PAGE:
The proud custodian of Brazil's illustrious number 10, in the summer of 2014 Neymar has the chance that eluded the likes of Pele, Zico and Ronaldinho before him - to wear the iconic shirt in a World Cup on home soil. It promises to be the ultimate showcase for his flair and finishing. Aged just 22, it is the only major tournament he has yet to compete in. He became the poster boy for Brazilian club side Santos while still a teenager, starring as they enjoyed domestic success and lifted South America's Copa Libertadores for the first time since Pele's days at the club. A 57 million euro move to Barcelona followed as he teamed up with Leo Messi, forming one of the most fearsome partnerships in football's history. Luca Caioli, author of bestselling biographies of Messi and Ronaldo, looks back on Neymar's unstoppable rise with exclusive private access to his friends and family, coaches, teammates and adoring fans.
In November 2013, Martin O'Neill was appointed manager of the Republic of Ireland's national football team, with Roy Keane as his assistant manager. For Ireland, and for football itself, the coming together of these two legends is a dream combination. Martin O'Neill is one of the most brilliant, successful and intriguing of the new managers to emerge from British football. This new and revised edition of Simon Moss's acclaimed biography brings O'Neill's story right up to date, offering a rare insight into the beliefs, lifestyle and ambitions of this private and complex football man. A talented midfielder who played for Nottingham Forest and then Manchester City in between spells at Norwich, O'Neill captained Northern Ireland in the 1982 World Cup - the first Roman Catholic to do so - when his side reached the quarter-finals, famously beating the hosts, Spain, on the way. Ending his playing career in 1985, his managerial stock grew with the years; under his tutelage, Leicester City went from under-achieving first-division outfit to League Cup winners. However, it was at Celtic that O'Neill was to enjoy his most trophy-laden years, winning an unprecedented treble in his first season before narrowly missing out on UEFA Cup glory a year later. Having left Celtic, his 'spiritual home', to care for his wife as she battled cancer, he returned to football in 2006, first with Aston Villa and then, less happily, with Sunderland. Then came the call from Ireland - For any football fan, this is the definitive biography of the man known during his Celtic days as 'Martin the Magnificent'.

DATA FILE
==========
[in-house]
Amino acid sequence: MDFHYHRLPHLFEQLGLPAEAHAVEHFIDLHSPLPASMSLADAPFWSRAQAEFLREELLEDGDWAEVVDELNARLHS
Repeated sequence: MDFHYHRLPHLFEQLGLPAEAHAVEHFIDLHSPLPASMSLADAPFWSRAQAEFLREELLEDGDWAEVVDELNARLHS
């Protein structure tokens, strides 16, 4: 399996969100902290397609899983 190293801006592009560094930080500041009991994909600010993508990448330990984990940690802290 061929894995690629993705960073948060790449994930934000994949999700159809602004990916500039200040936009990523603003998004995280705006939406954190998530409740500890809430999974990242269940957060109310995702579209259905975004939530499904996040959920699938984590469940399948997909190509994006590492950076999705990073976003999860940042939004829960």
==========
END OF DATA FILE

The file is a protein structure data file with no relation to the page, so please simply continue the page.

Morella Kayman's was destined to be an opera singer until she developed cancer in her twenties. Her husband was then diagnosed with pre-senile dementia and as so little was known about the condition Morella contacted the press. Her story was picked up in a national newspaper and within a week Morella had been flooded with mail. One letter was from a fellow carer and after meeting up, the two decided to form The Alzheimer's Society. From very humble beginnings in 1979, the Society now has over 20,000 members and Morella has raised millions for the charity. With a foreword by Fiona Phillips, Morella's rich and colourful life story will be a support to anyone who has lived through the challenges of Alzheimer's disease and cancer. Her incredible determination and chutzpah continues to inspire and in 2012 she was awarded the MBE for her work with Alzheimer's.
Bobby Womack is a true legend, a phenomenally gifted musician with 40 albums and 30 million record sales to his name. He wrote the classic tracks 'It's All Over Now' (a smash for the Rolling Stones), 'Across 110th Street', 'Lookin' For a Love' and 'Woman's Gotta Have It'. Their success helped him to escape the ghetto and become a star, but battles with the record industry and hard drugs almost wiped him out. Behind his beautiful music lies a life scorched by more than its fair share of tragedy. Having trod the harsh edge of the music business for decades, in Midnight Mover he tells his explosive story for the first time. From his poor childhood growing up in Cleveland and his early forays into music with his four brothers in the 1950s, Womack tells how he found success with his family gospel group The Valentinos. He describes his act being whipped into shape by James Brown, life on the 'chitlin' circuit' with Jimi Hendrix, being on the road with the likes of Sam Cooke and Wilson Pickett and recording in the studio with Eric Clapton and Elvis Presley. But success came at a price. His personal life was never far from heartache and pain. Womack lost his friend and mentor Sam Cooke when the soul star was gunned down in a motel. He incurred the wrath of many when, at the age of just 21, he married Cooke's widow Barbara. His escape from the criticism was to turn to drugs and his friend Sly Stone, leading him to spend years as one of biggest party animals in Los Angeles. The years of riotous abuse took its toll on Womack and those closest to him, including Janis Joplin, who spent her last night drinking with the singer. His marriage to Barbara broke up, his brother Harry was brutally murdered and he tragically lost two sons. But Womack's talent, searing guitar and soulful voice always shone through. His stellar career has woven a colourful path through the history of Soul and provides a vital link between 1950s gospel and some of the greatest Rock and R&B music put to record. Now in his 60s, clean and back from the brink, Womack is cited as an influence by myriad musicians and remains the epitome of cool. Honest, insightful and unflinching, this is the authentic voice of the Midnight Mover, a hard-working legend of music whose every day has been lived to the full.